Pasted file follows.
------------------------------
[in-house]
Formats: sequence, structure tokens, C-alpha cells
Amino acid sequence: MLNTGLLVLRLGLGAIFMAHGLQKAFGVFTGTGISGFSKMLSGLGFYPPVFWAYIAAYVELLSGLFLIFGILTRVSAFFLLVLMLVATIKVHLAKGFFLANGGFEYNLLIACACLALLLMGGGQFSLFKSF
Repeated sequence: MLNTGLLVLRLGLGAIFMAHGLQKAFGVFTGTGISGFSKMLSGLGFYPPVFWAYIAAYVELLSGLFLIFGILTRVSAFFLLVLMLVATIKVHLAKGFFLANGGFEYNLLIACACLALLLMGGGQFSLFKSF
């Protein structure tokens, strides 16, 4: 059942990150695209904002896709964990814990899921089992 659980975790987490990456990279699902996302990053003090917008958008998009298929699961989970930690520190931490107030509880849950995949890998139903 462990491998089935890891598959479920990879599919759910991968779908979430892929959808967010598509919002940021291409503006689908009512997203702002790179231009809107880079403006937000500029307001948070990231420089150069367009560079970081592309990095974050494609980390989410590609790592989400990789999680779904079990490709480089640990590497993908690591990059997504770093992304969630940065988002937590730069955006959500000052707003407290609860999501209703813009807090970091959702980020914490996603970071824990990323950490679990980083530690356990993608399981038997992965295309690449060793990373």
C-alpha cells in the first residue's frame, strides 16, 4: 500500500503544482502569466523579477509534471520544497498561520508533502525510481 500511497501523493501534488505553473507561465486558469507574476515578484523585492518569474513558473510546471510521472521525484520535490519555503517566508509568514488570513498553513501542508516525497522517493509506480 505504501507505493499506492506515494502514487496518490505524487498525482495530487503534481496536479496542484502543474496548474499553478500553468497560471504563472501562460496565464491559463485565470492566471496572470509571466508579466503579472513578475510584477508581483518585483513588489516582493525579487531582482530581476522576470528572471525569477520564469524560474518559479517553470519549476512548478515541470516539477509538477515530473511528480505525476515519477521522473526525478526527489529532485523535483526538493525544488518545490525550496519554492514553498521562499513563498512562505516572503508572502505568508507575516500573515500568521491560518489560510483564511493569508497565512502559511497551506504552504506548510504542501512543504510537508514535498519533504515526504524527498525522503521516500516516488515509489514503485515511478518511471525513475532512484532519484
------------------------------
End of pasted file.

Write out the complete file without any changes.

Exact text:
[in-house]
Formats: sequence, structure tokens, C-alpha cells
Amino acid sequence: MLNTGLLVLRLGLGAIFMAHGLQKAFGVFTGTGISGFSKMLSGLGFYPPVFWAYIAAYVELLSGLFLIFGILTRVSAFFLLVLMLVATIKVHLAKGFFLANGGFEYNLLIACACLALLLMGGGQFSLFKSF
Repeated sequence: MLNTGLLVLRLGLGAIFMAHGLQKAFGVFTGTGISGFSKMLSGLGFYPPVFWAYIAAYVELLSGLFLIFGILTRVSAFFLLVLMLVATIKVHLAKGFFLANGGFEYNLLIACACLALLLMGGGQFSLFKSF
């Protein structure tokens, strides 16, 4: 059942990150695209904002896709964990814990899921089992 659980975790987490990456990279699902996302990053003090917008958008998009298929699961989970930690520190931490107030509880849950995949890998139903 462990491998089935890891598959479920990879599919759910991968779908979430892929959808967010598509919002940021291409503006689908009512997203702002790179231009809107880079403006937000500029307001948070990231420089150069367009560079970081592309990095974050494609980390989410590609790592989400990789999680779904079990490709480089640990590497993908690591990059997504770093992304969630940065988002937590730069955006959500000052707003407290609860999501209703813009807090970091959702980020914490996603970071824990990323950490679990980083530690356990993608399981038997992965295309690449060793990373």
C-alpha cells in the first residue's frame, strides 16, 4: 500500500503544482502569466523579477509534471520544497498561520508533502525510481 500511497501523493501534488505553473507561465486558469507574476515578484523585492518569474513558473510546471510521472521525484520535490519555503517566508509568514488570513498553513501542508516525497522517493509506480 505504501507505493499506492506515494502514487496518490505524487498525482495530487503534481496536479496542484502543474496548474499553478500553468497560471504563472501562460496565464491559463485565470492566471496572470509571466508579466503579472513578475510584477508581483518585483513588489516582493525579487531582482530581476522576470528572471525569477520564469524560474518559479517553470519549476512548478515541470516539477509538477515530473511528480505525476515519477521522473526525478526527489529532485523535483526538493525544488518545490525550496519554492514553498521562499513563498512562505516572503508572502505568508507575516500573515500568521491560518489560510483564511493569508497565512502559511497551506504552504506548510504542501512543504510537508514535498519533504515526504524527498525522503521516500516516488515509489514503485515511478518511471525513475532512484532519484